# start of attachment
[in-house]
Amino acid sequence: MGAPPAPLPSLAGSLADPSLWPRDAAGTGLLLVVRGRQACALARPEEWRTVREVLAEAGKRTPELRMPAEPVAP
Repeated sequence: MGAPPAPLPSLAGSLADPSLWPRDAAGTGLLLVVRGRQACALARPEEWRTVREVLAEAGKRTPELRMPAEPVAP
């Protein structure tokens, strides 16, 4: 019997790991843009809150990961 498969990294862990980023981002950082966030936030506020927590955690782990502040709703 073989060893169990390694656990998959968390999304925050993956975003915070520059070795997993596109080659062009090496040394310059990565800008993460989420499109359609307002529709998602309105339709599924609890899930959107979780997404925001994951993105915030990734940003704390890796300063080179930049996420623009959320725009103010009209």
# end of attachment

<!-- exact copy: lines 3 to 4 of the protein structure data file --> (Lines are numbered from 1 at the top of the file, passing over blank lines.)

Repeated sequence: MGAPPAPLPSLAGSLADPSLWPRDAAGTGLLLVVRGRQACALARPEEWRTVREVLAEAGKRTPELRMPAEPVAP
């Protein structure tokens, strides 16, 4: 019997790991843009809150990961 498969990294862990980023981002950082966030936030506020927590955690782990502040709703 073989060893169990390694656990998959968390999304925050993956975003915070520059070795997993596109080659062009090496040394310059990565800008993460989420499109359609307002529709998602309105339709599924609890899930959107979780997404925001994951993105915030990734940003704390890796300063080179930049996420623009959320725009103010009209």